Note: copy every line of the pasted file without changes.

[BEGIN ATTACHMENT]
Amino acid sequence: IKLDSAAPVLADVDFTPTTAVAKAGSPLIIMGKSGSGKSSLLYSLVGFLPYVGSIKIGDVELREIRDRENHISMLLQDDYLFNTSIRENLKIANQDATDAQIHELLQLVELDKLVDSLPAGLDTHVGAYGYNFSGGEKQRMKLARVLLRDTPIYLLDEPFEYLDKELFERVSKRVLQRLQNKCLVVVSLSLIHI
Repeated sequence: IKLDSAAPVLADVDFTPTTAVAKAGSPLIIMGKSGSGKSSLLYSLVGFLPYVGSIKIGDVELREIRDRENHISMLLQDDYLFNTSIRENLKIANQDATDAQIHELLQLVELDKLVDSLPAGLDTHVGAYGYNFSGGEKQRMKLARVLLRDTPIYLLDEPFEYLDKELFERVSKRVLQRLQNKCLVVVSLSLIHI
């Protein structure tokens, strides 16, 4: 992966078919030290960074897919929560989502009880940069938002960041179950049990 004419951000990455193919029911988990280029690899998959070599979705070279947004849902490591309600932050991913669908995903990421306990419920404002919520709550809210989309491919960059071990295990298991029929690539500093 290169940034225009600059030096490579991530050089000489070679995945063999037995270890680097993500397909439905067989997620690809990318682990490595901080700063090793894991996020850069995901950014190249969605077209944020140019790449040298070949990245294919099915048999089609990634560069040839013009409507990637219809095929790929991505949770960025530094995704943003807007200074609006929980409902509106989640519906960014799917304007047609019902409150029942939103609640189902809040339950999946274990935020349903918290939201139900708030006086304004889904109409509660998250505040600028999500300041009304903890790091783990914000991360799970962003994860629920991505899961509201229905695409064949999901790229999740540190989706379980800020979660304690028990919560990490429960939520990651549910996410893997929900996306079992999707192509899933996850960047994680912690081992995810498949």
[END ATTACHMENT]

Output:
Amino acid sequence: IKLDSAAPVLADVDFTPTTAVAKAGSPLIIMGKSGSGKSSLLYSLVGFLPYVGSIKIGDVELREIRDRENHISMLLQDDYLFNTSIRENLKIANQDATDAQIHELLQLVELDKLVDSLPAGLDTHVGAYGYNFSGGEKQRMKLARVLLRDTPIYLLDEPFEYLDKELFERVSKRVLQRLQNKCLVVVSLSLIHI
Repeated sequence: IKLDSAAPVLADVDFTPTTAVAKAGSPLIIMGKSGSGKSSLLYSLVGFLPYVGSIKIGDVELREIRDRENHISMLLQDDYLFNTSIRENLKIANQDATDAQIHELLQLVELDKLVDSLPAGLDTHVGAYGYNFSGGEKQRMKLARVLLRDTPIYLLDEPFEYLDKELFERVSKRVLQRLQNKCLVVVSLSLIHI
């Protein structure tokens, strides 16, 4: 992966078919030290960074897919929560989502009880940069938002960041179950049990 004419951000990455193919029911988990280029690899998959070599979705070279947004849902490591309600932050991913669908995903990421306990419920404002919520709550809210989309491919960059071990295990298991029929690539500093 290169940034225009600059030096490579991530050089000489070679995945063999037995270890680097993500397909439905067989997620690809990318682990490595901080700063090793894991996020850069995901950014190249969605077209944020140019790449040298070949990245294919099915048999089609990634560069040839013009409507990637219809095929790929991505949770960025530094995704943003807007200074609006929980409902509106989640519906960014799917304007047609019902409150029942939103609640189902809040339950999946274990935020349903918290939201139900708030006086304004889904109409509660998250505040600028999500300041009304903890790091783990914000991360799970962003994860629920991505899961509201229905695409064949999901790229999740540190989706379980800020979660304690028990919560990490429960939520990651549910996410893997929900996306079992999707192509899933996850960047994680912690081992995810498949």